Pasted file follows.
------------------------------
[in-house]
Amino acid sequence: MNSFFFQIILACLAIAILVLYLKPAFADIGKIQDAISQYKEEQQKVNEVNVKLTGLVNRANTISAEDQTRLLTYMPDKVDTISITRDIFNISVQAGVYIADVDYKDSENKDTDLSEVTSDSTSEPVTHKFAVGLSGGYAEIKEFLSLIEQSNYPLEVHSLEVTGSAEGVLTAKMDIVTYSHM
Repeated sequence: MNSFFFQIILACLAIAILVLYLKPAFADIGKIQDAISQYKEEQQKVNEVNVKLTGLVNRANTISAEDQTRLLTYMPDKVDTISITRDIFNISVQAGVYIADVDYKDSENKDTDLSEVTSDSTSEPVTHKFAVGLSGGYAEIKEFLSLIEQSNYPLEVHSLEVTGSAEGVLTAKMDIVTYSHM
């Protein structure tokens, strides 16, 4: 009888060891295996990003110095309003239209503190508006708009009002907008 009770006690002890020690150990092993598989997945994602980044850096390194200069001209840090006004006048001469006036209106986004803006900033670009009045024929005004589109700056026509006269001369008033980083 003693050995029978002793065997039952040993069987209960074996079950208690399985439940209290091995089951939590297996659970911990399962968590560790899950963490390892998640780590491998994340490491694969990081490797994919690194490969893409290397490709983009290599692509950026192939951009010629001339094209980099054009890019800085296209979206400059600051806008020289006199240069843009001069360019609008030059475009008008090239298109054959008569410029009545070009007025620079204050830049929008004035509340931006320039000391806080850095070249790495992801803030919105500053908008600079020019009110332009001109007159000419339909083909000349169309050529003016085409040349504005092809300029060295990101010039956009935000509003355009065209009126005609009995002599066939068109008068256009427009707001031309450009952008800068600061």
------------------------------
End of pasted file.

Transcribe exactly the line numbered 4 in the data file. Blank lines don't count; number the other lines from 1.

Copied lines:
């Protein structure tokens, strides 16, 4: 009888060891295996990003110095309003239209503190508006708009009002907008 009770006690002890020690150990092993598989997945994602980044850096390194200069001209840090006004006048001469006036209106986004803006900033670009009045024929005004589109700056026509006269001369008033980083 003693050995029978002793065997039952040993069987209960074996079950208690399985439940209290091995089951939590297996659970911990399962968590560790899950963490390892998640780590491998994340490491694969990081490797994919690194490969893409290397490709983009290599692509950026192939951009010629001339094209980099054009890019800085296209979206400059600051806008020289006199240069843009001069360019609008030059475009008008090239298109054959008569410029009545070009007025620079204050830049929008004035509340931006320039000391806080850095070249790495992801803030919105500053908008600079020019009110332009001109007159000419339909083909000349169309050529003016085409040349504005092809300029060295990101010039956009935000509003355009065209009126005609009995002599066939068109008068256009427009707001031309450009952008800068600061």